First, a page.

An email written by a News International executive showed that Rebekah Brooks received detailed leaks from police about the investigation into phone hacking at News of the World in 2006, the Leveson inquiry heard last night.LONDON: An email written by a News International executive showed that Rebekah Brooks received detailed leaks from police about the investigation into phone hacking at News of the World in 2006, the Leveson inquiry heard last night.
The email said police had learnt that more than £1 million had been paid for voice hacking and that police had a list of more than 110 victims, Robert Jay, QC, told the hearing.
The inquiry also heard that a second News International masthead, The Sun, had ”a culture of illegal payments”, with one public official receiving £80,000 over time and one journalist receiving £150,000 to pay sources.
The head of the police inquiry into phone hacking, Detective Assistant Commissioner Sue Akers, said police were investigating ”a network of corrupt officials”, some of whom had been placed on retainer by The Sun.
She said payments were authorised at a senior level on the paper and emails indicated journalists recognised it was illegal, ”reference being made to staff ‘risking losing their pension or job’, to the need for ‘care’ and to the need for ‘cash payments’. There is also an indication of ‘tradecraft’, by hiding cash payments to ‘sources’ through making them to a friend or relative of the source.”
She said that nearly all of the payments to public officials related not to stories in the public interest but to ”salacious gossip” and breaches of trust and privacy.
The revelations came as classical singer Charlotte Church settled a court case over hacking for £600,000, the largest payout to date. Hacking of her and her family resulted in 33 stories in the News of the World.
The critical email that reveals News International was leaked information about the police inquiry into its malpractices undermines the company’s initial claim that hacking was confined to a single rogue reporter.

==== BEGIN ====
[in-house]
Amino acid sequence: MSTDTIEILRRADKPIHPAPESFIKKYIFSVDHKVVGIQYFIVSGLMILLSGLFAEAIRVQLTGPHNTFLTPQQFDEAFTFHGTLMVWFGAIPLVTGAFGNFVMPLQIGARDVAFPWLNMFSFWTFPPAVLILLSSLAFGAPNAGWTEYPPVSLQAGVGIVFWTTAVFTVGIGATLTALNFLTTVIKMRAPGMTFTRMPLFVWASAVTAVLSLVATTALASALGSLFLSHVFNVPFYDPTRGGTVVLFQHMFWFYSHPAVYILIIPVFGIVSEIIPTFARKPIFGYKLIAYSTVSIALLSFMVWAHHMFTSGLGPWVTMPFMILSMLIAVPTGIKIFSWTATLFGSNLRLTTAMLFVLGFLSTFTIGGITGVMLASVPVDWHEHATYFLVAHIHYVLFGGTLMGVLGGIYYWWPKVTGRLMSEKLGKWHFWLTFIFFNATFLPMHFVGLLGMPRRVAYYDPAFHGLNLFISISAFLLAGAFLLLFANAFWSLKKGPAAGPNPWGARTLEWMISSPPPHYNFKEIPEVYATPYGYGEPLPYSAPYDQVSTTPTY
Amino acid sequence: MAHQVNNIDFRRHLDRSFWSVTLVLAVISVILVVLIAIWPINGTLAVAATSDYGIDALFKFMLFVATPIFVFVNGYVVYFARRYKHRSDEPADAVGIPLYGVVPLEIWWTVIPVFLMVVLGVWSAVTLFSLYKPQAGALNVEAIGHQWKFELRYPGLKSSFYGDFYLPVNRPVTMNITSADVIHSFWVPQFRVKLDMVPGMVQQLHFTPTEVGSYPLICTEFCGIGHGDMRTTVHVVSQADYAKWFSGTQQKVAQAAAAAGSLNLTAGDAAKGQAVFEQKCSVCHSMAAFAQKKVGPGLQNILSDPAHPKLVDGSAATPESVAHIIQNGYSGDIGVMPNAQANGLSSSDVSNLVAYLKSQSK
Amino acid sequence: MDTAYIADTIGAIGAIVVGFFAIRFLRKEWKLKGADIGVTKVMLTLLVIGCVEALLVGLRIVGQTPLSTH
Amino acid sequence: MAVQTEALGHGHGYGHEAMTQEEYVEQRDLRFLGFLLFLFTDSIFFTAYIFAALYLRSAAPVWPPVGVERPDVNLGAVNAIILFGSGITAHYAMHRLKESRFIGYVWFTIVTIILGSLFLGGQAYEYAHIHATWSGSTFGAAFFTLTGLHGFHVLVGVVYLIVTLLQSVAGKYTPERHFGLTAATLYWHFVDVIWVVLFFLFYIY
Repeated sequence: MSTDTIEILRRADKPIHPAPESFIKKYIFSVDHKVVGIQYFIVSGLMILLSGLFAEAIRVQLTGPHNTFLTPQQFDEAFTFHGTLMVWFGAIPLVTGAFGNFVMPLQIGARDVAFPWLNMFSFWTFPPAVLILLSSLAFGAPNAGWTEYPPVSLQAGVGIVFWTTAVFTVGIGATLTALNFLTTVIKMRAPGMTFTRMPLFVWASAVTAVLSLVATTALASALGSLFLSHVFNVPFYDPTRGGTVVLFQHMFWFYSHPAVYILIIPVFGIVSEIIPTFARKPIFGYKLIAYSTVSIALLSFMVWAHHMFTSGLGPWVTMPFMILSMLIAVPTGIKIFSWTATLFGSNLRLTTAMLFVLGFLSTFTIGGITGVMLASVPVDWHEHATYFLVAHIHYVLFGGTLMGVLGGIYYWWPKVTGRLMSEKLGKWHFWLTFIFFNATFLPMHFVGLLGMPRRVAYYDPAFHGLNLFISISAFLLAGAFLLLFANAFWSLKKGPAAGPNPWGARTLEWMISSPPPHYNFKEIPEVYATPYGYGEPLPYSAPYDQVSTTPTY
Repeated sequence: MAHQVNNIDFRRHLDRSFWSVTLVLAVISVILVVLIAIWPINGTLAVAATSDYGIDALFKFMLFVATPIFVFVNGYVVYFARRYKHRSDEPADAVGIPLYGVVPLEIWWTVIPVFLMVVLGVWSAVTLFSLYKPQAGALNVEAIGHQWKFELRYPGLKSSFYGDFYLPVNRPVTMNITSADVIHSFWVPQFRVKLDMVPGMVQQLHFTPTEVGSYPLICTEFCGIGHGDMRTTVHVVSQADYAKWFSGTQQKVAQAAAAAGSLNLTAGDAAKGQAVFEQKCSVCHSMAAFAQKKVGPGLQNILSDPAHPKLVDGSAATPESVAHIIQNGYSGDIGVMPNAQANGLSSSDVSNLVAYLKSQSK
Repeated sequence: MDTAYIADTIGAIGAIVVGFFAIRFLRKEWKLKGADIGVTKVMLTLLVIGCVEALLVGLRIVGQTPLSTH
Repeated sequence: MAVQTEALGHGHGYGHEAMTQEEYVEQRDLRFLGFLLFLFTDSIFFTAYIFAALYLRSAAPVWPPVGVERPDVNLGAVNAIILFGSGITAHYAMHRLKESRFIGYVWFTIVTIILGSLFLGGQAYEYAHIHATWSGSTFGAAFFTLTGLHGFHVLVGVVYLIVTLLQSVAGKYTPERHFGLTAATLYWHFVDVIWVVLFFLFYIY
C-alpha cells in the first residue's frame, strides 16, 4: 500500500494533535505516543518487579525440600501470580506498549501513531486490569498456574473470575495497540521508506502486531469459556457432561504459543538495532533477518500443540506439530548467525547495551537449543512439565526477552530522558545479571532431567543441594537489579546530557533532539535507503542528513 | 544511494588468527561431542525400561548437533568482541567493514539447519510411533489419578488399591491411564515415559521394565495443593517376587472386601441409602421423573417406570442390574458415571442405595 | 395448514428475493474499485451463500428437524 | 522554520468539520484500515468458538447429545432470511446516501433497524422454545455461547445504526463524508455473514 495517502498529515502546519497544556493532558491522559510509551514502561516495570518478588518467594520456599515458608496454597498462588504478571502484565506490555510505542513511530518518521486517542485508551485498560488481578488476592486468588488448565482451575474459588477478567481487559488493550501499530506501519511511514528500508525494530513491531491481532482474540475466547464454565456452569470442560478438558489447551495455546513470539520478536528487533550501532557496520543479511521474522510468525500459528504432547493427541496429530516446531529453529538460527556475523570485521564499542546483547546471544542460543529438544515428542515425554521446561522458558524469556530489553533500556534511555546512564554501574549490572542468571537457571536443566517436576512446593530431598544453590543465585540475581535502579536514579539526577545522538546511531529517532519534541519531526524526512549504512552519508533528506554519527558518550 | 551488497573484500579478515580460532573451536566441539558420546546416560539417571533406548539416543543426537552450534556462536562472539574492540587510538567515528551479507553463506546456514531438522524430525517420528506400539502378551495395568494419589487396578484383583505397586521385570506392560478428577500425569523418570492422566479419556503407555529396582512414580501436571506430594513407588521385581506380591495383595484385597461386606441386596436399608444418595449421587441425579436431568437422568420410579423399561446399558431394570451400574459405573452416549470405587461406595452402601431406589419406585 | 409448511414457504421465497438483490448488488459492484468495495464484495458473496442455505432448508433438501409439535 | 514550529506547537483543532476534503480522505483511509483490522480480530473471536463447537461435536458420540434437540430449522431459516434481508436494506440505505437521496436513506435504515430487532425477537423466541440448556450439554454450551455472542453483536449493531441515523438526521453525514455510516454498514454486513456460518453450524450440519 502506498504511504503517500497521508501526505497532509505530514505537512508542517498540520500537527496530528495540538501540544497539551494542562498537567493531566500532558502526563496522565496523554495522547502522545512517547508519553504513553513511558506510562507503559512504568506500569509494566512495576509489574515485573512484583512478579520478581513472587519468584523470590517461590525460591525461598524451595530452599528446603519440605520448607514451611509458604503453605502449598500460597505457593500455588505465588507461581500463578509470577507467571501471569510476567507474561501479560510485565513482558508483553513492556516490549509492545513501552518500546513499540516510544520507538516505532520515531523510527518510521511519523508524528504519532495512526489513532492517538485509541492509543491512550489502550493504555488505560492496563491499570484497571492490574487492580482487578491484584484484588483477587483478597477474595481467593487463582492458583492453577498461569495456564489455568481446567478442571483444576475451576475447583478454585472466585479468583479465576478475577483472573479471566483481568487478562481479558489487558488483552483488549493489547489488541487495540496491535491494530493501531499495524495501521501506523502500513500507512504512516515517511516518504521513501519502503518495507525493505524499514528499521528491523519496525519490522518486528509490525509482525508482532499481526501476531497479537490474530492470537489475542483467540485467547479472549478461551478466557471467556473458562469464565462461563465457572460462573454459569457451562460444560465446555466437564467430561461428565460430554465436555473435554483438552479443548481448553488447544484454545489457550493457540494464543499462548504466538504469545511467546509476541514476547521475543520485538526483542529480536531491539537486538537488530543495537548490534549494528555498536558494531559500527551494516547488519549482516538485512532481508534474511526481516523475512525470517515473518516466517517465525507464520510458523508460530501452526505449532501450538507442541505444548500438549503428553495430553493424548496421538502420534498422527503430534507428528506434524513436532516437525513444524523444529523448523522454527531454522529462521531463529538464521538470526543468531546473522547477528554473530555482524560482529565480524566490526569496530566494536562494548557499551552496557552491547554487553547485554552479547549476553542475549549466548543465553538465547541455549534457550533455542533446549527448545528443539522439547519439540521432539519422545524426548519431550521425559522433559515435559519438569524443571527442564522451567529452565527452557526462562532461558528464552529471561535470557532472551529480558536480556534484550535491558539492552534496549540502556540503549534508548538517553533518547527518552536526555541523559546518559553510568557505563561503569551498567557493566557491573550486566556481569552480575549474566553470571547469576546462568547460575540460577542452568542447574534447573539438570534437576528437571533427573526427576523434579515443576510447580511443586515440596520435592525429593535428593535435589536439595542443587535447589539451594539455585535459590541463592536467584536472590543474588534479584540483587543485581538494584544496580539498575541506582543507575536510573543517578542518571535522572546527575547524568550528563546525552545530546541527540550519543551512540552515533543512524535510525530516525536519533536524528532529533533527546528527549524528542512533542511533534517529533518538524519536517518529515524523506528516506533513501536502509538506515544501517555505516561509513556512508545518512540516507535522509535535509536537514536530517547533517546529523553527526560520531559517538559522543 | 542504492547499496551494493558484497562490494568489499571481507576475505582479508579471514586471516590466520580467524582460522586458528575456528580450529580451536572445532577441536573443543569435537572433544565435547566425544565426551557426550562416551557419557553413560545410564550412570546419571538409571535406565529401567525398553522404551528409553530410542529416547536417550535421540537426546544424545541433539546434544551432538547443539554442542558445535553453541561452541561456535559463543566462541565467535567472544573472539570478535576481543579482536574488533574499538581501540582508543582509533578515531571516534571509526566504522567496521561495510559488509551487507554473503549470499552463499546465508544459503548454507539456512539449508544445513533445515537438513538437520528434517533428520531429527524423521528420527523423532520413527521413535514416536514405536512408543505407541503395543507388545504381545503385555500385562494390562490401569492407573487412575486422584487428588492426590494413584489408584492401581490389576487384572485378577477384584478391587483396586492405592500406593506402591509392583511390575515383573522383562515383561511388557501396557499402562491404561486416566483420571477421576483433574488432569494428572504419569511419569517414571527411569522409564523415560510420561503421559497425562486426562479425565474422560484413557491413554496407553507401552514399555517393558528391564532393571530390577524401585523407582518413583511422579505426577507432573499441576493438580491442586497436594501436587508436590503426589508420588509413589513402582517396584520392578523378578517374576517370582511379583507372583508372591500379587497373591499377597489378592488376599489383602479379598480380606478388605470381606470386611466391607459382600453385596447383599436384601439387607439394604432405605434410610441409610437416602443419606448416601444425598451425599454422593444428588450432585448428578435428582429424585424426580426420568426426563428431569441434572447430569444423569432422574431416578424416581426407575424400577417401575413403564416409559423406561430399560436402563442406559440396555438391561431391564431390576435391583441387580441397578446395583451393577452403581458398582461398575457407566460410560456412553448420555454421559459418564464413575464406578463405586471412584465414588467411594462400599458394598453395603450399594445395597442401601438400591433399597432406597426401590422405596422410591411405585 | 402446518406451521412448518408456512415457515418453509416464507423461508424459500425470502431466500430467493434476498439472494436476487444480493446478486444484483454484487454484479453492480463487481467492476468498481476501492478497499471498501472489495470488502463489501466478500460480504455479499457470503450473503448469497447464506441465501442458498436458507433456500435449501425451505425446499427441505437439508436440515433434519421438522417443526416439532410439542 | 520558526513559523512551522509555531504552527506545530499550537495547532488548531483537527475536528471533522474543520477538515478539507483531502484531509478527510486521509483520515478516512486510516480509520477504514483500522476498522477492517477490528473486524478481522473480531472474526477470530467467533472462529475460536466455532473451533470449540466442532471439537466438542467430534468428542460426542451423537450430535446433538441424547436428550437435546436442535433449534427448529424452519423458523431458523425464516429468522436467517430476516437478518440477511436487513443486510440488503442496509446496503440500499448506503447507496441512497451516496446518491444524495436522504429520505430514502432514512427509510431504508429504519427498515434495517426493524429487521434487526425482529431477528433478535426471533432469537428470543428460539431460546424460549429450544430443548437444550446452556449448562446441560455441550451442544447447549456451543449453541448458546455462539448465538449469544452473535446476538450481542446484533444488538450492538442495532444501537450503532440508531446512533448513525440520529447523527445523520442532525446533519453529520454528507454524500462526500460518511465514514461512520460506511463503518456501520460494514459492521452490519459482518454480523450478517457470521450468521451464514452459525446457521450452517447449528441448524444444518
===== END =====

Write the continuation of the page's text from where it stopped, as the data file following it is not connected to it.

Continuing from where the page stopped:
The email was written by the head of legal affairs, Tom Crone, to the News of the World editor Andy Coulson on September 15, 2006, and was based on what Mr Crone had been told by Rebekah Wade (later Rebekah Brooks), then editor of The Sun, who had been given a police briefing.
The email, headlined ”Strictly private and confidential”, detailed 10 aspects of the police investigation, saying that the police raid on the home of the private investigator Glenn Mulcaire had found voice recordings and voicemail notes from hacked phones.
”In terms of the News of the World, they suggested not widening [the investigation] to cover other News of the World people but they would if they got direct evidence [of journalists accessing voicemails],” the email said.
”But they have got hold of News of the World’s back numbers 2004.”
The email said police seemed in one case to have a phrase from a News of the World story that was identical to the tape or note of Mr Mulcaire’s access.
The email also appears to be evidence that Mr Coulson, who later become chief communications adviser to the British Prime Minister, David Cameron, before resigning over the phone hacking furore last year, knew in 2006 of the wide extent of phone hacking within the News of the World.
First published at smh.com.au.